If the federal government is forced to furlough civilian employees in the event of sequestration, the burden will fall heavily on a population that Congress and the White House have vowed to support: veterans.
More than two out of five of the approximately 800,000 Department of Defense employees facing furloughs are veterans, Deputy Defense Secretary Ashton Carter said Wednesday.
“Forty-four percent of them are veterans,” Carter told the House Armed Services Committee during a hearing on the potential effect of sequestration on the military. “Very soon we’re going to have to furlough the great majority of them.”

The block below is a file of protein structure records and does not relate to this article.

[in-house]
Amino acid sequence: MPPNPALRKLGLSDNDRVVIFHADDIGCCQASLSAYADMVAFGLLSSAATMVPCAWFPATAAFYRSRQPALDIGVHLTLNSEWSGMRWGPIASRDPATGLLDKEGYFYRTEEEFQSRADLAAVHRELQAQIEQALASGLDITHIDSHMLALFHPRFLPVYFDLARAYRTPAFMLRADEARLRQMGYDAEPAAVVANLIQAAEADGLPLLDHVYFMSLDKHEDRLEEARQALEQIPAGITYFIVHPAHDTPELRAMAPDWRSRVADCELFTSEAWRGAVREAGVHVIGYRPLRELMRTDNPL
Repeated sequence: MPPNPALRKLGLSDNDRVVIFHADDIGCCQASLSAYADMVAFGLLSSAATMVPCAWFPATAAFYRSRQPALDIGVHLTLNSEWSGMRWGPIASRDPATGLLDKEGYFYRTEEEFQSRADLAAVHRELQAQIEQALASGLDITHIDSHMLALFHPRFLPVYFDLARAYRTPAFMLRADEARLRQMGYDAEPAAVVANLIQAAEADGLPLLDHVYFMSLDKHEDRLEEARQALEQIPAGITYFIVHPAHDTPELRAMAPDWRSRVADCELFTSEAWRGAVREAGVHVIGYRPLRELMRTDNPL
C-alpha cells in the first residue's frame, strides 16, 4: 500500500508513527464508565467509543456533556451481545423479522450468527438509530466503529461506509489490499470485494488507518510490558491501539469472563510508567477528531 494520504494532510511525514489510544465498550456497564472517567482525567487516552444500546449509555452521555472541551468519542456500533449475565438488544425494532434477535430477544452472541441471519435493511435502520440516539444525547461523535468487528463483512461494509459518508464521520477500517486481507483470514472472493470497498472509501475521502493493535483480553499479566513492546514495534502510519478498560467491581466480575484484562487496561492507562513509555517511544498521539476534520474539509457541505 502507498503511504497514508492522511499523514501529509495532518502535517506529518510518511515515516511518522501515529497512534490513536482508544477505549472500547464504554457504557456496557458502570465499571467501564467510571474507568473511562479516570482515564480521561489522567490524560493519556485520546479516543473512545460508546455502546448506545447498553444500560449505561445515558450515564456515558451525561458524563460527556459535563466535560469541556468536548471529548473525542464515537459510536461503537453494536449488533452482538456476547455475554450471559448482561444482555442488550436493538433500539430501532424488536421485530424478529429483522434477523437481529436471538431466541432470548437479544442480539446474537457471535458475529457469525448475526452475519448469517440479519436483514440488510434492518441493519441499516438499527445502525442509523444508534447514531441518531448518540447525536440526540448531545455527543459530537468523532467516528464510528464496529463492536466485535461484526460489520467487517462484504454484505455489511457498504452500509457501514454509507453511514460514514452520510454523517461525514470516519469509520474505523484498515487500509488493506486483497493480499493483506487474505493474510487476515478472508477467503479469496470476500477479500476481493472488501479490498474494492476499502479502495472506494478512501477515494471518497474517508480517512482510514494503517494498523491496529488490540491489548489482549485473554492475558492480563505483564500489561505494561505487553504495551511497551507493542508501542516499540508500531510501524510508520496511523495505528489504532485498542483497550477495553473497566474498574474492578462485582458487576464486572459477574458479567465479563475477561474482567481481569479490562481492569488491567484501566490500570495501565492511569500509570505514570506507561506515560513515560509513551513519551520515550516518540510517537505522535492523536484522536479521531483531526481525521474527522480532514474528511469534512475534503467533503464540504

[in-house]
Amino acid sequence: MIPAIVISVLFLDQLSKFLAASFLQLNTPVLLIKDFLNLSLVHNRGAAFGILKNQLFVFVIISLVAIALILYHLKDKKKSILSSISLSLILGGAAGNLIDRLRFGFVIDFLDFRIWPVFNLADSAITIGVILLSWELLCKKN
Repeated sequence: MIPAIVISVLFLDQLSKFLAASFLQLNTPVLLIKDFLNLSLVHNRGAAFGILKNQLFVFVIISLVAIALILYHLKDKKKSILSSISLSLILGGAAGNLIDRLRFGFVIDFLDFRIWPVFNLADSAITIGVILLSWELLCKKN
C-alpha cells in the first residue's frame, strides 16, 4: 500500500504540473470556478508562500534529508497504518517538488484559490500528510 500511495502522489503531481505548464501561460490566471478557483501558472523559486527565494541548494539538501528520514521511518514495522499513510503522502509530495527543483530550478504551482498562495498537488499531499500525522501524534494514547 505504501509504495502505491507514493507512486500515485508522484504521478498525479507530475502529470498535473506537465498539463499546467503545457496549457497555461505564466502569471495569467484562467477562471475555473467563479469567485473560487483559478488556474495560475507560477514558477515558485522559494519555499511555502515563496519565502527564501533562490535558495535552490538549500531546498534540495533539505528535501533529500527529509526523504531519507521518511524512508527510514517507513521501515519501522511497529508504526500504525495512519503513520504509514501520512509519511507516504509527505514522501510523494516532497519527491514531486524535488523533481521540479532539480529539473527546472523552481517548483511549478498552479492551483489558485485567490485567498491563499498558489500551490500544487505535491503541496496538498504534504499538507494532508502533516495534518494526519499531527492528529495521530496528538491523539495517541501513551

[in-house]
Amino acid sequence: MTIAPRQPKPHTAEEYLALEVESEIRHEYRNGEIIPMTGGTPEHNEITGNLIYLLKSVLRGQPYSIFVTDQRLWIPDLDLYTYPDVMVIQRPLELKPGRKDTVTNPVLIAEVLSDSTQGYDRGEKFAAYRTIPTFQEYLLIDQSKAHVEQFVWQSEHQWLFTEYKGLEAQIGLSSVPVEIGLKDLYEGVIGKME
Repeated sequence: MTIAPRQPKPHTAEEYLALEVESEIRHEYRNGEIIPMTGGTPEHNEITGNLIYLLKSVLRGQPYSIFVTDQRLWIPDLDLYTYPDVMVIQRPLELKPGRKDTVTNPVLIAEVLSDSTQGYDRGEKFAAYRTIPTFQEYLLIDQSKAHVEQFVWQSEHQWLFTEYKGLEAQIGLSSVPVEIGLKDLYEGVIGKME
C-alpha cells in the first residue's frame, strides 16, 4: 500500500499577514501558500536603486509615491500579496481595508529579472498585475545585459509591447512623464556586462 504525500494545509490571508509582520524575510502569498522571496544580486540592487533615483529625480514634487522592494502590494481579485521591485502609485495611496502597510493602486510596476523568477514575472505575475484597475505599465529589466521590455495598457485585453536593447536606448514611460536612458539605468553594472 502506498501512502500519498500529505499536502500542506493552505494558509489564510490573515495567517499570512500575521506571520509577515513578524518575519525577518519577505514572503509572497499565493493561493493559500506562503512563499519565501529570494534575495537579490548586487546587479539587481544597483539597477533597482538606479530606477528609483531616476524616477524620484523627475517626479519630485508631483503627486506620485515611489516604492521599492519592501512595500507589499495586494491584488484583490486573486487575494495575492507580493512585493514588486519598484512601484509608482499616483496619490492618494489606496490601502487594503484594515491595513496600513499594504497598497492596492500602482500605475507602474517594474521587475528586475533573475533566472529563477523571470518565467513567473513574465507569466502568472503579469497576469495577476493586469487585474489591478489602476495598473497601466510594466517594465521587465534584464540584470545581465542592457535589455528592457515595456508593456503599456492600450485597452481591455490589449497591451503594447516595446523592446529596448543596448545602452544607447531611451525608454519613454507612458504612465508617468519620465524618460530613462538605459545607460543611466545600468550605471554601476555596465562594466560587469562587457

The Pentagon expects to furlough its civilian employees for the maximum statutory length of 22 days between the beginning of April and the end of the year, Carter said. That will amount to 20 percent of their pay, he noted.
“So there’s a real human impact here,” Carter said. ” … We’re asking all those people who are furloughed to give back a fifth of their salary.”
Across the federal workforce of approximately 2 million employees, about 27.3 percent are veterans, according to new figures for fiscal 2011 from the Office of Personnel Management. More than a quarter of the veteran employees are disabled, according to the OPM.
The furloughs, together with a federal hiring freeze, no pay raises for three years, contractor layoffs and plans for reductions in the civilian workforce have “a lot of folks worried,” said Joe Davis, a spokesman for the Veterans of Foreign Wars.